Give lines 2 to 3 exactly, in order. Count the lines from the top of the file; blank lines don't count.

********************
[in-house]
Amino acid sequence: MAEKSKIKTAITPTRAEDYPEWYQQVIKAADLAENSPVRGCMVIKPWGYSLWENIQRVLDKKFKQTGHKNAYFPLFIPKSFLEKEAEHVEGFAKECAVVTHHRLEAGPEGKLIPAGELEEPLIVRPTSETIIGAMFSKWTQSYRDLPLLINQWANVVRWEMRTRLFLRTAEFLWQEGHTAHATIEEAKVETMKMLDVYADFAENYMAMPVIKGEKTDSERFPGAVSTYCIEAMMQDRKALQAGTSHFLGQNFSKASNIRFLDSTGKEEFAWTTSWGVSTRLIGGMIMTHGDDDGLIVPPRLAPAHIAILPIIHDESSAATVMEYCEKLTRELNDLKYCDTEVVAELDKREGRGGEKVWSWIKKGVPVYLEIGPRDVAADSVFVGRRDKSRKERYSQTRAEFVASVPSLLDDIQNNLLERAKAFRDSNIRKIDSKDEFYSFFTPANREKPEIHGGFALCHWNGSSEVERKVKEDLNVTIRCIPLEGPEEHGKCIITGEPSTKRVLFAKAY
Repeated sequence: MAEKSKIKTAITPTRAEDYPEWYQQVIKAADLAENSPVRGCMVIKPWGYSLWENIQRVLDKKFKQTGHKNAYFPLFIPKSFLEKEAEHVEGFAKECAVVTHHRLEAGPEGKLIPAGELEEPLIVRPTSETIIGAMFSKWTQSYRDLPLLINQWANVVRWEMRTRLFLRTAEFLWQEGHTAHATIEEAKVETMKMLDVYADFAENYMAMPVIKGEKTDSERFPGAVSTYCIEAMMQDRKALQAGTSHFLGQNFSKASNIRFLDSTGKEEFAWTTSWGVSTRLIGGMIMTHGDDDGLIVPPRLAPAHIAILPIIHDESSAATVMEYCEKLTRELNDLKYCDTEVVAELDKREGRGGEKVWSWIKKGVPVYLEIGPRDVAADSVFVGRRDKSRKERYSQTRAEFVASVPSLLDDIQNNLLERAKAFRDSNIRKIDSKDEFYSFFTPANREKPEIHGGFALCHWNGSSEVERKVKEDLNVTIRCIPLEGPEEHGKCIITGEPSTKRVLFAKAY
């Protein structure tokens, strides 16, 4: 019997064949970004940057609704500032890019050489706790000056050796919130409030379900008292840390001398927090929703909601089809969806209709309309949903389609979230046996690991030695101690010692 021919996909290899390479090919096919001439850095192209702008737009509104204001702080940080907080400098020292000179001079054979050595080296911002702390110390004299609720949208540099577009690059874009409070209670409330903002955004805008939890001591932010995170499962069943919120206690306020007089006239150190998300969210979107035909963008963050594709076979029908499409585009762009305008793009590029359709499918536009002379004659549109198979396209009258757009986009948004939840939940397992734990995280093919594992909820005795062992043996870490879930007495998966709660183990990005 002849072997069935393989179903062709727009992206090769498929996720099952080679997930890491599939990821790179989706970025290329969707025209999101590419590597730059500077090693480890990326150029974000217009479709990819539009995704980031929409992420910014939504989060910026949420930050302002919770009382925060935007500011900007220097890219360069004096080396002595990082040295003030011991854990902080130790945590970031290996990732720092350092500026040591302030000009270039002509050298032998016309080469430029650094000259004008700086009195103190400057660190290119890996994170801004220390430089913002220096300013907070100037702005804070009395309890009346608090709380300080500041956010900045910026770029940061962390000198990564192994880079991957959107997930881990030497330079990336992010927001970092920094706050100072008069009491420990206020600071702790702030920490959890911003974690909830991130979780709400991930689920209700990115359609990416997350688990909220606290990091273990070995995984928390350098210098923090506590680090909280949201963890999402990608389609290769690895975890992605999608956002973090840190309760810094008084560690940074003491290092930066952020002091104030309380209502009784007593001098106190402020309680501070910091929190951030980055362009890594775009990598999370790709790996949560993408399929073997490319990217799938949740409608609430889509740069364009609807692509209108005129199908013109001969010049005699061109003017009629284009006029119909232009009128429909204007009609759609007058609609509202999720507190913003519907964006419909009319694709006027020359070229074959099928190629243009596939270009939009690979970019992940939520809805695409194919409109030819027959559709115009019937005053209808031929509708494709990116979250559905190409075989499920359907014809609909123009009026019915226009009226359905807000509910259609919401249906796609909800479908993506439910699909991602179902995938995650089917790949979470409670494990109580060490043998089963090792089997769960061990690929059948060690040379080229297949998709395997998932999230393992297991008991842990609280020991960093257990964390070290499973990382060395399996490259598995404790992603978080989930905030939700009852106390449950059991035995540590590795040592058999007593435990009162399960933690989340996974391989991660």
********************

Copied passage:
Amino acid sequence: MAEKSKIKTAITPTRAEDYPEWYQQVIKAADLAENSPVRGCMVIKPWGYSLWENIQRVLDKKFKQTGHKNAYFPLFIPKSFLEKEAEHVEGFAKECAVVTHHRLEAGPEGKLIPAGELEEPLIVRPTSETIIGAMFSKWTQSYRDLPLLINQWANVVRWEMRTRLFLRTAEFLWQEGHTAHATIEEAKVETMKMLDVYADFAENYMAMPVIKGEKTDSERFPGAVSTYCIEAMMQDRKALQAGTSHFLGQNFSKASNIRFLDSTGKEEFAWTTSWGVSTRLIGGMIMTHGDDDGLIVPPRLAPAHIAILPIIHDESSAATVMEYCEKLTRELNDLKYCDTEVVAELDKREGRGGEKVWSWIKKGVPVYLEIGPRDVAADSVFVGRRDKSRKERYSQTRAEFVASVPSLLDDIQNNLLERAKAFRDSNIRKIDSKDEFYSFFTPANREKPEIHGGFALCHWNGSSEVERKVKEDLNVTIRCIPLEGPEEHGKCIITGEPSTKRVLFAKAY
Repeated sequence: MAEKSKIKTAITPTRAEDYPEWYQQVIKAADLAENSPVRGCMVIKPWGYSLWENIQRVLDKKFKQTGHKNAYFPLFIPKSFLEKEAEHVEGFAKECAVVTHHRLEAGPEGKLIPAGELEEPLIVRPTSETIIGAMFSKWTQSYRDLPLLINQWANVVRWEMRTRLFLRTAEFLWQEGHTAHATIEEAKVETMKMLDVYADFAENYMAMPVIKGEKTDSERFPGAVSTYCIEAMMQDRKALQAGTSHFLGQNFSKASNIRFLDSTGKEEFAWTTSWGVSTRLIGGMIMTHGDDDGLIVPPRLAPAHIAILPIIHDESSAATVMEYCEKLTRELNDLKYCDTEVVAELDKREGRGGEKVWSWIKKGVPVYLEIGPRDVAADSVFVGRRDKSRKERYSQTRAEFVASVPSLLDDIQNNLLERAKAFRDSNIRKIDSKDEFYSFFTPANREKPEIHGGFALCHWNGSSEVERKVKEDLNVTIRCIPLEGPEEHGKCIITGEPSTKRVLFAKAY